Software licensing: Charge per-major-version or per one-year-free-upgrades?


We struggling for years with the best way to license our software and see two options:

A) Minor service updates are free-of-charge and we only charge for each upgrade to a major new version that are released every 12 months. Existing customers get 50% upgrade discount.

B) Customers purchase a 12-months free upgrade ticket. Any update/upgrade is free within a 12 months period. After expiration, users can renew or just keep their last installation.

What are the Pro&Cons of the two variations? What is the best way to go?


asked Jan 1 '11 at 21:40
56 points

4 Answers


Go for B, 3 big advantages,

1) You'll make more money with the same number of clients (although you can argue that B can decrease number of sales )

2) Support will be much easier because everyone will have the same version

3) Since everyone got the latest version your customers experience will be much better (means they won't get annoyed by already fixed bugs etc.) and this will bring more customers

answered Jan 2 '11 at 00:19
The Dictator
2,305 points


If all else were equal and you chose A, would you support older, major versions, e.g., would you provide a 2.0.1 and a 3.0.1 together to address a problem that exists in both? If not, then the primary difference between the two is that A gives you opaque, flexible control over when to raise funds from you existing user base and how much you want to raise while B is transparent and fixed.

Option A allows you flexibility to adjust the cost and time points of your iron triangle by allowing you to raise revenue to cover a larger upgrade or faster delivery of upgrades (or to do the reverse without angering your customers.) It also offers your customers more control and predictability because they only pay for what is available now, not for a promise of things to come, and only when they want.

Option B depends somewhat on your reputation, some customers will be less likely to buy a year if they can't tell how many upgrades they'll get, or if they'll get any at all. So some people will be more willing to buy B if they perceive they're buying a service that improves but doesn't change drastically instead of an application that should be growing significantly (Evernote v. Photoshop.)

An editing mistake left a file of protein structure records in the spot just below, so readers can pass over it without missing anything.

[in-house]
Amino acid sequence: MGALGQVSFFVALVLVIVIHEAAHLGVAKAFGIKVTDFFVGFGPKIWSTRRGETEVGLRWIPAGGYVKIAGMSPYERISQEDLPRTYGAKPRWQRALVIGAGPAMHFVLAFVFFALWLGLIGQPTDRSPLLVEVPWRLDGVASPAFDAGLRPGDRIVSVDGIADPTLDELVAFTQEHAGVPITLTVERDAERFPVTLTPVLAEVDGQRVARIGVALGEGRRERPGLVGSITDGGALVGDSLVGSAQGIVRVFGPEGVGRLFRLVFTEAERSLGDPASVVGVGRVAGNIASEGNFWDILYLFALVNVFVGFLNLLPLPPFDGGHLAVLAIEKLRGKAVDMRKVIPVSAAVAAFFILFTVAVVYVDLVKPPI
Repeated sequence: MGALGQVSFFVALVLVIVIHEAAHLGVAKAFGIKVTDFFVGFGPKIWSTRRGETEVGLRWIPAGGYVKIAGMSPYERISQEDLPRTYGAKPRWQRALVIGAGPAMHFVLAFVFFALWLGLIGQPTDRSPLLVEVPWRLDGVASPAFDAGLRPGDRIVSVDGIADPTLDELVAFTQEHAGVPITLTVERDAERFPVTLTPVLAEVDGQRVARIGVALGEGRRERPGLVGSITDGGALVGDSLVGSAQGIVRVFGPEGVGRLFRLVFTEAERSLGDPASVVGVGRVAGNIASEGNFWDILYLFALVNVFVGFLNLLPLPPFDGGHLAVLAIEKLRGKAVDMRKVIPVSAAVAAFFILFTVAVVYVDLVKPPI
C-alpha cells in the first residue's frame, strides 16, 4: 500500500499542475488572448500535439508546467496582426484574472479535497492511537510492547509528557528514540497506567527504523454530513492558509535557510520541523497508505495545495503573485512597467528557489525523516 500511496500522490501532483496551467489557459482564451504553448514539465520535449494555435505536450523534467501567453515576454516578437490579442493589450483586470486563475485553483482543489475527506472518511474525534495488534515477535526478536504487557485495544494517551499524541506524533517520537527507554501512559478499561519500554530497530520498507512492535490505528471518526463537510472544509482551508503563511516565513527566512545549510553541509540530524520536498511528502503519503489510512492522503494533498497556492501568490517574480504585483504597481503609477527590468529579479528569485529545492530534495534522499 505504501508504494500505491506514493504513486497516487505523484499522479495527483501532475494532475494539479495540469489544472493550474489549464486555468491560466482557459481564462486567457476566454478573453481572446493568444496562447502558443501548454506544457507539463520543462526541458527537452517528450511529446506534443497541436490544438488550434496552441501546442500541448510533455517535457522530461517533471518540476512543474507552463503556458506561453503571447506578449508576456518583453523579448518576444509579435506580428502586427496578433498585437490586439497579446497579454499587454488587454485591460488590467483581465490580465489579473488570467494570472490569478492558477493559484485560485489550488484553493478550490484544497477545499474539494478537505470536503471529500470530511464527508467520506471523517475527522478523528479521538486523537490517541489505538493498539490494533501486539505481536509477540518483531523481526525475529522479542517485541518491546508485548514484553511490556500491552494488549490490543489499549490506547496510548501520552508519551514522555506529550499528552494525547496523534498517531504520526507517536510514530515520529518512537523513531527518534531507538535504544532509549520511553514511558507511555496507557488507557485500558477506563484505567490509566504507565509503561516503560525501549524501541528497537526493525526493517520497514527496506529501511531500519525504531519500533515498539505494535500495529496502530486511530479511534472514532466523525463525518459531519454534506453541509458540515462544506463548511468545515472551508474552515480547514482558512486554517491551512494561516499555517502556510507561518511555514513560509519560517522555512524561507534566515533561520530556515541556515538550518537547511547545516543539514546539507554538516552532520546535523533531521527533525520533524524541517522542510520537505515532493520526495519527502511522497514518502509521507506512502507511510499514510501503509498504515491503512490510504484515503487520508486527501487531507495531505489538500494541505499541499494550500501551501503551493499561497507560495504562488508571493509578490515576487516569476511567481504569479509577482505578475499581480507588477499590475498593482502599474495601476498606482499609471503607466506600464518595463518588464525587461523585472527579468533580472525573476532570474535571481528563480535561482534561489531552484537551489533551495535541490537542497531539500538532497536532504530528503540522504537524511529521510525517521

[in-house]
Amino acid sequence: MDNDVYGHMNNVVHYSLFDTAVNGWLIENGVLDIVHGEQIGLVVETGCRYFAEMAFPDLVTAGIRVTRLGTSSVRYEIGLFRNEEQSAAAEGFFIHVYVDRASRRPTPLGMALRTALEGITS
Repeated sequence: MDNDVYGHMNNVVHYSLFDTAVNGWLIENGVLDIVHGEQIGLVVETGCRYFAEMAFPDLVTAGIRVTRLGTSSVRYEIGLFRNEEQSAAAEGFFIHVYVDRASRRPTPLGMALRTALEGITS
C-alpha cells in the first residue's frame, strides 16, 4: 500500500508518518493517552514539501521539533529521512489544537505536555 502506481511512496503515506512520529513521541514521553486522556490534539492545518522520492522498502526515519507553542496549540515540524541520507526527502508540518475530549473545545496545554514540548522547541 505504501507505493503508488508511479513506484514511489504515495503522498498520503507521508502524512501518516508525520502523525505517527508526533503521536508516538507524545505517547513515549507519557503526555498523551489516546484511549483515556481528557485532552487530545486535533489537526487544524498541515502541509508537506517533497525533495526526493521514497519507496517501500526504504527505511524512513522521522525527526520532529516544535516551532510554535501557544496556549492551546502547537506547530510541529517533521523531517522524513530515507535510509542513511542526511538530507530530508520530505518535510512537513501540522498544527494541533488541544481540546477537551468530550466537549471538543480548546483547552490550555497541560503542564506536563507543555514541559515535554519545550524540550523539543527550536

Note that licensing approach is related to but not causal to the version distribution within your customer base. As Skype just reminded us all very loudly, even free doesn't mean people will stay current. Many other companies (e.g. Microsoft, Mozilla) have discovered for us that even aggressive auto-updating systems leave some users out of date.

Option A gives both you and the customer more control and predicability. It also slightly relieves the pressure on you to deliver major versions faster, perhaps with lower quality or less rationality (e.g., customer perceives there's not enough improvement to warrant the 3 to 4 you shipped largely to placate your annual customers, lowering your marketing v. honesty score.)

The best place to get the answer is from your customer base. Talk to them them directly and research the vendors of other products they tend to buy. Many of those vendors won't be direct competitors and may be willing to talk about what they've learned about pricing models in your market.

If you can't decide, you could allow customers to pick during the first year, giving you an A/B test of sorts.

answered Jan 2 '11 at 01:53
Yuri Gadow
366 points


Other people have addressed these from the vendor perspective; I'll tackle it from the buyer's side.